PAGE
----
Chuck Schumer
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Sen. Chuck Schumer To Introduce Weed Decriminalization Bill

“It’s time to allow states, once and for all, to have the power to decide what works best for them.” 

Senate Minority Leader Chuck Schumer, (D-N.Y.) is thinking green. The New York politician took to Twitter on Friday (April 20) to formally announce that he will introduce a bill to decriminalize marijuana on a federal level, thus “removing the barriers to state legalization efforts.”

Although weed has been legalized for recreational and/or medical use in more than two dozen states, the federal government places marijuana in the same category as heroine and cocaine, thanks to the 1970 Controlled Substances Act.

“It’s time to allow states, once and for all, to have the power to decide what works best for them,” Schumer tweeted. “I have long believed that states should function as their own laboratories of democracy. My bill is a step in the right direction aimed at removing the barriers to state legalization efforts.”

Schumer went on to say that his stance on cannabis shifted after reviewing statistics on the number of Americans who believe that weed should be legalized. His new-and-improved disposition is likely to entice young voters, and seemingly aligns with former House Speaker, John Boehner, and other politicians who have recently jumped on the weed bandwagon.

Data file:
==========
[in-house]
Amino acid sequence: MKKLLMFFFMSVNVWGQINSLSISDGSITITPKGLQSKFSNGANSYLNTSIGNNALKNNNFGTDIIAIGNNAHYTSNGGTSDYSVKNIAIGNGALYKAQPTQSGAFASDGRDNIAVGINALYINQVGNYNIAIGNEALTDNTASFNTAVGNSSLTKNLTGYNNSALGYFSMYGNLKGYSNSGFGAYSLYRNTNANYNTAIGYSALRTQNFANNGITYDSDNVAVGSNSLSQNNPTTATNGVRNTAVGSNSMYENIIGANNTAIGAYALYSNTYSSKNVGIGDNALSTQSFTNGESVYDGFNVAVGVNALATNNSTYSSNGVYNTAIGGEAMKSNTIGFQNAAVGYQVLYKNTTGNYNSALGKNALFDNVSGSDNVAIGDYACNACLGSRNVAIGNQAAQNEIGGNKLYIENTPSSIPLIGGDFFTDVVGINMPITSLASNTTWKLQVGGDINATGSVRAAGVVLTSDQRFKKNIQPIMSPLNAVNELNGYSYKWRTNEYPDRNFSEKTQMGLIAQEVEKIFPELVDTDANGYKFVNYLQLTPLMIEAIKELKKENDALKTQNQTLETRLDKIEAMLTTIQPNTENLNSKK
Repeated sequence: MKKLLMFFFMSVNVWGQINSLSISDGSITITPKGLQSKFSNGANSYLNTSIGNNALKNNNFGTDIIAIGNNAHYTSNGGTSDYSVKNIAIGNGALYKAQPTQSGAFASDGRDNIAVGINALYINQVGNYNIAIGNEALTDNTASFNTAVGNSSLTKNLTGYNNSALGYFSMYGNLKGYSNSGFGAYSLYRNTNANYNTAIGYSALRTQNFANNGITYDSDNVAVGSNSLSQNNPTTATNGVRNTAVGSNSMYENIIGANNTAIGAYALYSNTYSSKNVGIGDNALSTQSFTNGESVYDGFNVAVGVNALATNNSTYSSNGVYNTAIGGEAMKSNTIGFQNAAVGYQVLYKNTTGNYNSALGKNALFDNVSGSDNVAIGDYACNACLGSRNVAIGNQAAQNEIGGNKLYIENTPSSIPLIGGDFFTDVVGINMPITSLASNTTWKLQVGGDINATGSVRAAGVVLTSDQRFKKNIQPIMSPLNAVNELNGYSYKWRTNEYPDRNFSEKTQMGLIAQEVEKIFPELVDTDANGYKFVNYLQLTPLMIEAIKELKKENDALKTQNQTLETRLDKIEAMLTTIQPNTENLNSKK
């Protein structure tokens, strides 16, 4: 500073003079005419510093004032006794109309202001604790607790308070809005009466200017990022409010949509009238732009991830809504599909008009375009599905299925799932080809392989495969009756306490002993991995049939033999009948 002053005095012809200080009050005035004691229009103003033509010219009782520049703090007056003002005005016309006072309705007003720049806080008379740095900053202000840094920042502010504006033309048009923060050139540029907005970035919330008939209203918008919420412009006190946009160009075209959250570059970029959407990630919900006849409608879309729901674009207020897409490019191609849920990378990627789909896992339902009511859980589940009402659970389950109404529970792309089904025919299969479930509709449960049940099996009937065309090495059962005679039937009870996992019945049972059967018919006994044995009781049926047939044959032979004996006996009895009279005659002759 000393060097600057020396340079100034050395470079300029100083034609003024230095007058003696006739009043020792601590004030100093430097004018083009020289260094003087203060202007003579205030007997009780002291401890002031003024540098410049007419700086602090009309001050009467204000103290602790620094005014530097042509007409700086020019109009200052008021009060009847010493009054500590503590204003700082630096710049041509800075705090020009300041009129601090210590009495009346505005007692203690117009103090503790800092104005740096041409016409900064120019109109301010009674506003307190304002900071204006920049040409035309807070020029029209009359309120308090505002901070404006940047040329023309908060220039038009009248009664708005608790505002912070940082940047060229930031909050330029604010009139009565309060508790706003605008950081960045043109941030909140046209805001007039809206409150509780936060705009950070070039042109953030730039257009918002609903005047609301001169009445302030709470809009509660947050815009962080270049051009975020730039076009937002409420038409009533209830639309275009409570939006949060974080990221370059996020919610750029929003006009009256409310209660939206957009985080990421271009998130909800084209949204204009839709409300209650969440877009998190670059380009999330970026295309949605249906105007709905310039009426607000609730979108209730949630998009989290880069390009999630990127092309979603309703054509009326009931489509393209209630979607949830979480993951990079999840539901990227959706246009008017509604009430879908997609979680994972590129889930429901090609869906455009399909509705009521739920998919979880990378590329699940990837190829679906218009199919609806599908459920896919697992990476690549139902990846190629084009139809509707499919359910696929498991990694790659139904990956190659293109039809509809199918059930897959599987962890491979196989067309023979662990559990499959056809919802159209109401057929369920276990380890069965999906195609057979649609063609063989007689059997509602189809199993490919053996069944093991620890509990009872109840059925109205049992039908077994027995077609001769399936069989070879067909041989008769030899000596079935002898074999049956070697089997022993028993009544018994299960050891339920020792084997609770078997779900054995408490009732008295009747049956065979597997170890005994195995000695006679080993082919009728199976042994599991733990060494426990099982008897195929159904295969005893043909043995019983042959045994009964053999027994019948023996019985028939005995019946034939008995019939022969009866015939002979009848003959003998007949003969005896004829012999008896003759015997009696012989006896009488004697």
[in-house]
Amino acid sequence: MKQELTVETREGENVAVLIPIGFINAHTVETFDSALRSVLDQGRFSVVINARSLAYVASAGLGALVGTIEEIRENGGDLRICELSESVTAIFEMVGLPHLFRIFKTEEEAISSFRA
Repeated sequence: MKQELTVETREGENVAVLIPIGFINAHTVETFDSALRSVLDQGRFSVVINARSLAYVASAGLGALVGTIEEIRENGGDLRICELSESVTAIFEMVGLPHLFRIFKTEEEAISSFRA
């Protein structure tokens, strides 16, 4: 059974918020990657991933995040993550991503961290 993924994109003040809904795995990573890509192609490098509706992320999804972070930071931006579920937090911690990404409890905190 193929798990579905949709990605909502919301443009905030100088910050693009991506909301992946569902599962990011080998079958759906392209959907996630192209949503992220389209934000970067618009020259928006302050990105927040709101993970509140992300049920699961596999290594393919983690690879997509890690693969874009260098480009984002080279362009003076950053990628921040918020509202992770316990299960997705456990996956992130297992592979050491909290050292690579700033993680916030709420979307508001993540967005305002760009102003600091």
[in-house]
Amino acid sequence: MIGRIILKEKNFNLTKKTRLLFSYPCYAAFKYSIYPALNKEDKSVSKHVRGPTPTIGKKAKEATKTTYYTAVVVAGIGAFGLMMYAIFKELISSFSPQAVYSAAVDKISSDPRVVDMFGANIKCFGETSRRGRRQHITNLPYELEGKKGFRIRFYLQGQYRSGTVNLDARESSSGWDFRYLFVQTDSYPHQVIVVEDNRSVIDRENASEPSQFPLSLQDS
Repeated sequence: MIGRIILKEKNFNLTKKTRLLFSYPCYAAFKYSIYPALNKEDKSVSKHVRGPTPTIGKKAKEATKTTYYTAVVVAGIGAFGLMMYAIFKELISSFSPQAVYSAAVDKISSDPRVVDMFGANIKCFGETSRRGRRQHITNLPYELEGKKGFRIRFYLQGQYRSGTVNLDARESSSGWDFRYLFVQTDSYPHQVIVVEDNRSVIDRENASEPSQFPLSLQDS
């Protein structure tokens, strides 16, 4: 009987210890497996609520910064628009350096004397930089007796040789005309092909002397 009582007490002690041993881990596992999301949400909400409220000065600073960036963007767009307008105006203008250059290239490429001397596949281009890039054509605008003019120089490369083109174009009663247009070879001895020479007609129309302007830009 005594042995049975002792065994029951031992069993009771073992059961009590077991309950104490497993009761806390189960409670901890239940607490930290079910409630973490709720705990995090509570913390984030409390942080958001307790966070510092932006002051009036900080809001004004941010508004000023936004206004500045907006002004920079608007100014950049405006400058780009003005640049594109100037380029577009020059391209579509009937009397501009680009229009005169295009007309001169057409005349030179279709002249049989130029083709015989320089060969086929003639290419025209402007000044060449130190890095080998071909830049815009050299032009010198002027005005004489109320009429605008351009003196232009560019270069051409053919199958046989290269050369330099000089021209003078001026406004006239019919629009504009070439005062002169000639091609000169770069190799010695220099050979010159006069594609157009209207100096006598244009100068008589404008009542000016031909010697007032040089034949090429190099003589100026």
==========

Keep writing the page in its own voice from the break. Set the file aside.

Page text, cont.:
In making the announcement, Schumer touched on the racial aspect of how cannabis has been used to target and incarcerate people of color, but it's no secret that weed and racism go hand in hand.  Though more than half of drug busts in the United States are weed-related arrests, black people are three times more likely to be arrested for marijuana than whites. To that end, some states like California have taken steps to rectify the racial disparagement and clear marijuana convictions that have been used as a tool to put mostly black offenders behind bars, some for decades.

The federal criminalization of weed dates back to the early 1930s and is most commonly attributed to Harry Anslinger, the “racist hate-monger,” credited for spearheading the federal government’s war on drugs. Anslinger, who led the Federal Narcotics Bureau, was the bigoted powerhouse behind stringent drug laws and prison sentences.

Anslinger built his prohibition campaign by propagandizing marijuana and connecting it’s use with race and violence. Besides claiming that “reefer makes darkies think they’re as good as white men” he also asserted that “most” marijuana smokers in the U.S. were "Negroes, Hispanics, Filipinos," and entertainers.

“Their Satanic music, jazz and swing result from marijuana use,” he was quoted as saying. “This marijuana causes white women to seek sexual relations with Negroes, entertainers and any others.”

Anslinger’s hard work helped push the 1937 Marijuana Tax Act into effect, and set a racial standard by which the justice system continues to abide by to this day.

Schumer, however, appears to be trying to break the cycle. See more below.